Your other claim that you get only ATI is also wrong, with SL500 and W700 Series you can get NVidia GeForce and Quadro.

  4. #14
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    Quote Originally Posted by MetalheadGautham View Post
    There are a couple of laptops I am intersted in buying which differ in a very small but significant way.

    I need OpenGL 3.2 support, DirectX 10 support and OpenCL support.

    Laptops are Dell Inspiron 14 and Lenovo IdeaPad G450.

    Config:

    Specs are similar, with Intel Pentium Dual Core T4200, 2GB DDR3 RAM, 14" 720p screen, bluetooth, wifi, etc.


    Difference:

    Dell Inspiron 14
    250GB 7200RPM HDD with FFS
    ATI Radeon HD4330 512MB

    Lenovo IdeaPad G450
    320GB 5400RPM HDD
    nVidia GeForce G210M 512MB


    Now I need both good gaming performance under Windows 7 and full graphics support under 64bit Linux.

    OpenCL if I'm not much mistaken is supported by Intel CPUs right ? AMD Released an x86 driver for OpenCL. If it works as it should, the fact that the GPUs don't support them is not much of a concern since I only want to *learn* and start *coding* with OpenCL, and not actually use it for performance.

    Which laptop should I go for ?


    And please gimme some pointers as to which is more reliable. I need it to last till 2013.
    Please, for your own sake, do not buy an Ideapad.

    I've got a Lenovo Ideapad U330 here with Core 2 Duo P8400 and a switchable graphics solution (Intel 4500MHD/Ati Mobility 3450).

    A few things:
    - Windows drivers are always outdated in Lenovo Ideapads as opposed to Thinkpads. Noone cares about software support.
    - All Ideapads (according to people from the Ideapad forums) have virtualization (Intel VT) turned off in BIOS, despite the processor being capable. I bought my laptop with that processor specificly, because I'm doing alot of virtualization. The VT switch in the BIOS menu is hidden, because the Lenovo guys decided it's a consumer laptop. You can still turn it on, as I did, by dumping your BIOS, changing one bit (and the checksum) and reflashing it.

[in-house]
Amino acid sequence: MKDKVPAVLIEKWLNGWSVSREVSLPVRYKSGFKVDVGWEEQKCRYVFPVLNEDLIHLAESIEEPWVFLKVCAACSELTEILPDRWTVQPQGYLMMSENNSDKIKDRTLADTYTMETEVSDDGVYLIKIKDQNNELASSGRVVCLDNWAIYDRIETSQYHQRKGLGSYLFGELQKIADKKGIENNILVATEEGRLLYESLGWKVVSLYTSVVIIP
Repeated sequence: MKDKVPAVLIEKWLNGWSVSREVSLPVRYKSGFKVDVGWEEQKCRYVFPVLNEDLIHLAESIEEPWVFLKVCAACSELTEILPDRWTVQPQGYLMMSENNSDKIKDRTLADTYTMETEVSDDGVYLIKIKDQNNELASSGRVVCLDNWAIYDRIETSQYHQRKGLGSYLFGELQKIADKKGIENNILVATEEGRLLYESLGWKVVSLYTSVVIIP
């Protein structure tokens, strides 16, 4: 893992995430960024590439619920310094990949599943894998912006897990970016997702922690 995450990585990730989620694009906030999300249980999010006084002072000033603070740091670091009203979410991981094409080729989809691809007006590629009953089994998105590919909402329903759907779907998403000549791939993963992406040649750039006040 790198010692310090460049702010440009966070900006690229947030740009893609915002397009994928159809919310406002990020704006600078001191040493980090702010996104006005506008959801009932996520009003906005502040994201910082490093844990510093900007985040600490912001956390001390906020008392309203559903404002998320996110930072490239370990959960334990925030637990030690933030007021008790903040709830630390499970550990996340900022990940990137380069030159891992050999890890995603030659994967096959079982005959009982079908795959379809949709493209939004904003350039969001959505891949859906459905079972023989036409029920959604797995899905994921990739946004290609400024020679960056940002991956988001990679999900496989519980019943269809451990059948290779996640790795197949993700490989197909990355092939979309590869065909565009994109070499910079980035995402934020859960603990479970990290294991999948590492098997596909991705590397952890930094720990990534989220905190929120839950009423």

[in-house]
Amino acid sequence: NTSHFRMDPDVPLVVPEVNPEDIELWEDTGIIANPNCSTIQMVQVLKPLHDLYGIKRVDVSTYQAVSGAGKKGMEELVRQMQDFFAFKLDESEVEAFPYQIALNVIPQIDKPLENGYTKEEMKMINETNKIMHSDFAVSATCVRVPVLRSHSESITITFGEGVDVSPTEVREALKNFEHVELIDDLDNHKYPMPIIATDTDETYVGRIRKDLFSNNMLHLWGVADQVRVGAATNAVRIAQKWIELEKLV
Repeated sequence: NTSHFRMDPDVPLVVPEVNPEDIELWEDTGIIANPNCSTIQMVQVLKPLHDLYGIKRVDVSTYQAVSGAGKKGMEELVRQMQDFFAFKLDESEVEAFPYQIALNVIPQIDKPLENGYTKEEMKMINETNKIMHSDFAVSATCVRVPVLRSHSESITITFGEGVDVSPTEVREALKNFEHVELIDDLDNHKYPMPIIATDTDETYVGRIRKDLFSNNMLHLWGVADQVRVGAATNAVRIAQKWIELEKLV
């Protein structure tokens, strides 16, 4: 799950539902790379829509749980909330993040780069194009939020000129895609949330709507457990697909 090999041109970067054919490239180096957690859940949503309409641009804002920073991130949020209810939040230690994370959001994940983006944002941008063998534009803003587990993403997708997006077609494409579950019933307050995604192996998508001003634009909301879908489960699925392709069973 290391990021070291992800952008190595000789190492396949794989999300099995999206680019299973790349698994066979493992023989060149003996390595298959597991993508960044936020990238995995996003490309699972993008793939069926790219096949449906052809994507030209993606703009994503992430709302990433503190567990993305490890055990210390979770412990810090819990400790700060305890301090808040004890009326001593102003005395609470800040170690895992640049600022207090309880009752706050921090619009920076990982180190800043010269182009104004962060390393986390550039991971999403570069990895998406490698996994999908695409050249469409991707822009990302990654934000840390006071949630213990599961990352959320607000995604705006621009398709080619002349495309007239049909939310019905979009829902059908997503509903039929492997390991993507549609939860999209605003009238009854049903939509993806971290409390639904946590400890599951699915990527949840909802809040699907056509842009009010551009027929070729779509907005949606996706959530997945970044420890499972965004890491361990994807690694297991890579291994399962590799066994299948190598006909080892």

- Ideapads have a totally different ACPI/firmware/whatever from the normal Thinkpads or Thinkpad SLs. My laptop support HSDPA, accelerometers to park HDD heads when the laptop moves, but it's totally different from the one in the Thinkpads. thinkpad_acpi also won't work.
    - For Linux, Ideapad sucks. Really. You won't be able to turn off the Bluetooth adapter, the webcam or any thing which requires an additional kernel module. Noone yet made any inroads towards it.
    - The batteries suck, although this my only be an issue with tthe U330. Thankfully mine is ok, but other people in the Lenovo forums reported 50% capacity degradation within 9 months.

    After much tweaking I've been able to make it work decently with Linux and fill my needs. If I knew I'd need that much tweaking, I would have never bought it in the first place.

  5. #15
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    Quote Originally Posted by Neuro View Post
    Please, for your own sake, do not buy an Ideapad.

    I've got a Lenovo Ideapad U330 here with Core 2 Duo P8400 and a switchable graphics solution (Intel 4500MHD/Ati Mobility 3450).

    A few things:
    - Windows drivers are always outdated in Lenovo Ideapads as opposed to Thinkpads. Noone cares about software support.
    - All Ideapads (according to people from the Ideapad forums) have virtualization (Intel VT) turned off in BIOS, despite the processor being capable. I bought my laptop with that processor specificly, because I'm doing alot of virtualization. The VT switch in the BIOS menu is hidden, because the Lenovo guys decided it's a consumer laptop. You can still turn it on, as I did, by dumping your BIOS, changing one bit (and the checksum) and reflashing it.